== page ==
0

On Stack Overflow, I found a question with the following title:

what is the notepad++ plugin manager server url

While editing the question for readability, I changed the title to:

What is the server URL for Notepad++'s Plugin Manager?

According to Google Chrome's spell checker, Notepad++'s is not a proper word.

Google Chrome spell checker

A similar question established that inanimate objects like 'car' could be possessive, but I'm not sure whether this also applies to program names. (Not to mention the grammatical syntax of ++'s)

Can a program name be possessive? Or is this improper spelling/grammar?

  • 6
    The form of Notepad++ hardly follows the rules of standard English, so hoping for a definite rule here is optimistic. Since most of the people interested in reading this are probably aware that 'Notepad++' is a nominal, using the apostrophe the usual way seems acceptable. – Edwin Ashworth Aug 4 '17 at 15:14
  • 3
    This is just a spellchecker problem, where it is confused by the "++". If you typed "Word's grammar checker" I bet Chrome wouldn't have any problems. – AndyT Aug 4 '17 at 15:15
  • 1
    This isn't about whether program names can be modified by the Saxon genitive. It's just a matter of whether people feel comfortable with the orthography when the relevant noun ends with non-letters. Personally, I've no problem with C++ 's syntax allows variables to be declared as references, but others may have different opinions. Whatever - any answer here would probably just be someone's opinion. – FumbleFingers Aug 4 '17 at 15:19
3

Generally, I would say yes.

Tom's computer
Word's spell checker

Grammatically speaking, there is no difference between these examples.


However, specific to the context of software, the possessive is often omitted.

  • Microsoft Windows, not Microsoft's Windows
  • the Word spell checker, not Word's spell checker
  • the Notepad++ plugin manager, not Notepad++'s plugin manager.

I would expect the possessive to be omitted, even though its inclusion can be considered grammatically correct.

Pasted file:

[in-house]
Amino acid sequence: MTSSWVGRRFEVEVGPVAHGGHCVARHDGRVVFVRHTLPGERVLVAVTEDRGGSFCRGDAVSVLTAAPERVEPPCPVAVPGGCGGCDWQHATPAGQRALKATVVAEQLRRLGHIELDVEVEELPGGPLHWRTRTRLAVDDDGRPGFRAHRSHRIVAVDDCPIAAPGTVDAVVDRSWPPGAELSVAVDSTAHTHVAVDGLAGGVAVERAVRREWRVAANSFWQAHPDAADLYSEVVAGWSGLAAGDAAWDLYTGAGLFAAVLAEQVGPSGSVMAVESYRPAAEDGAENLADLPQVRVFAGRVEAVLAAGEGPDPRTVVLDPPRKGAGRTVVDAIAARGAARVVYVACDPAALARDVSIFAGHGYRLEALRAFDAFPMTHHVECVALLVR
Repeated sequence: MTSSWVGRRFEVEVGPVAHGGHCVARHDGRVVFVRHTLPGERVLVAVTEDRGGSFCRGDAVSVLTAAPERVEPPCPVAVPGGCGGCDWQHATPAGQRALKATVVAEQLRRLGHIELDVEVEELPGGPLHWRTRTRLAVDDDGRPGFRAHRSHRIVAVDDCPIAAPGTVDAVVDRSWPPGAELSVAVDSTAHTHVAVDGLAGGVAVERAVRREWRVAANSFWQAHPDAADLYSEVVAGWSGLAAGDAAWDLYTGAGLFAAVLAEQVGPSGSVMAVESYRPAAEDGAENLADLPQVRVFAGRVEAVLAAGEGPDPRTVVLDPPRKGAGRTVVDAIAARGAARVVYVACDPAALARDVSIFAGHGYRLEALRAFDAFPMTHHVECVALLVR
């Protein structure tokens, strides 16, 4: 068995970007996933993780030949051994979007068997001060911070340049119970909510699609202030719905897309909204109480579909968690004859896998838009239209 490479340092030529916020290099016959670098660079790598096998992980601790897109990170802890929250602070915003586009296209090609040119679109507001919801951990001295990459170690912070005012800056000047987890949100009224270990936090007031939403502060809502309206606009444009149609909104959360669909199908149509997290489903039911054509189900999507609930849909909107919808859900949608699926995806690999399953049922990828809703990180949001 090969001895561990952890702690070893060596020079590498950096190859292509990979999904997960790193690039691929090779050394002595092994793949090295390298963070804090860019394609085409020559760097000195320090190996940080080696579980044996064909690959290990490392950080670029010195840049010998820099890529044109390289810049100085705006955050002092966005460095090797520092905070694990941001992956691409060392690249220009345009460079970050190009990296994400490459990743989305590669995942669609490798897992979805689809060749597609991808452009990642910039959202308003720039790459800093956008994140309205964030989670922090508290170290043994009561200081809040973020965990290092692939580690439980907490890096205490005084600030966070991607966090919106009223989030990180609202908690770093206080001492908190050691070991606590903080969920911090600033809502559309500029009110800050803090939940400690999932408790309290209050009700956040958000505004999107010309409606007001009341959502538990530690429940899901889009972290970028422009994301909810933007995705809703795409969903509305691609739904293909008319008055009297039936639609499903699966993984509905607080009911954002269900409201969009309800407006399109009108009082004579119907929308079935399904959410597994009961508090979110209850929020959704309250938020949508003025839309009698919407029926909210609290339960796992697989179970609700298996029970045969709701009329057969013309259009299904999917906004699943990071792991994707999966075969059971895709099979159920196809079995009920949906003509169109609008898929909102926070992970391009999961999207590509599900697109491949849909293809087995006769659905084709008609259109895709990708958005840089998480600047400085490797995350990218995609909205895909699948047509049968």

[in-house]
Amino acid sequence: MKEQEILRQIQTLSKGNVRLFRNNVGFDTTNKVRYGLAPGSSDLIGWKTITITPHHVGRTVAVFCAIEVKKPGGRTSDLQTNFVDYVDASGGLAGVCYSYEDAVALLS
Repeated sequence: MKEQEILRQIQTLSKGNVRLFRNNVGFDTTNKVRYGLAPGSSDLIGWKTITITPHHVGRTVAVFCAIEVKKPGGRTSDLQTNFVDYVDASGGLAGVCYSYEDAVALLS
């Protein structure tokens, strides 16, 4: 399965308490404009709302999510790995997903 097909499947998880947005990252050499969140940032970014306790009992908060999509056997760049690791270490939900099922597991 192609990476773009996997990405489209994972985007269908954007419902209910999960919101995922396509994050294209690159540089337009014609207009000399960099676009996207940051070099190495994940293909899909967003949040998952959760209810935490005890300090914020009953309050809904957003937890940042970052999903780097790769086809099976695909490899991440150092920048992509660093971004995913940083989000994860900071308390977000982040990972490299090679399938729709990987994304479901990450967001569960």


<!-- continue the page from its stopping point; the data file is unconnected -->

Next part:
Edit

Notice that in my suggested answer, a definite article has appeared, e.g. "the Word spell checker". This is not specifically related to the reason why it's acceptable to drop the possessive, but it is a consequence.

I refer you to this question (link provided by marcellothearcane)

When you use the possessive, you automatically omit the definite article. This is standard English.
In your specific case, because we have omitted the possessive, we can therefore no longer omit the definite article. We are only able to omit it when there is a possessive.

| improve this answer | |
  • 1
    Key point: the definite article before the program's name... – marcellothearcane Aug 4 '17 at 15:06
  • 1
    @marcellothearcane: Good point. I have instinctively added it without realizing. However, I'm not quite sure how to explain why that definite article is there. I though this was because the use of a possessive automatically omits the definite article (the same applies to Tom's computer), rather than the omission of the possessive requiring an additional definite article. If you look at it that way, the definite article is not key to allowing the omission of the possessive. – Flater Aug 4 '17 at 15:08
  • 'I'm not quite sure how to explain why that definite article is there' me neither, but it sounds right! – marcellothearcane Aug 4 '17 at 15:12

Not the answer you're looking for? Browse other questions tagged or ask your own question.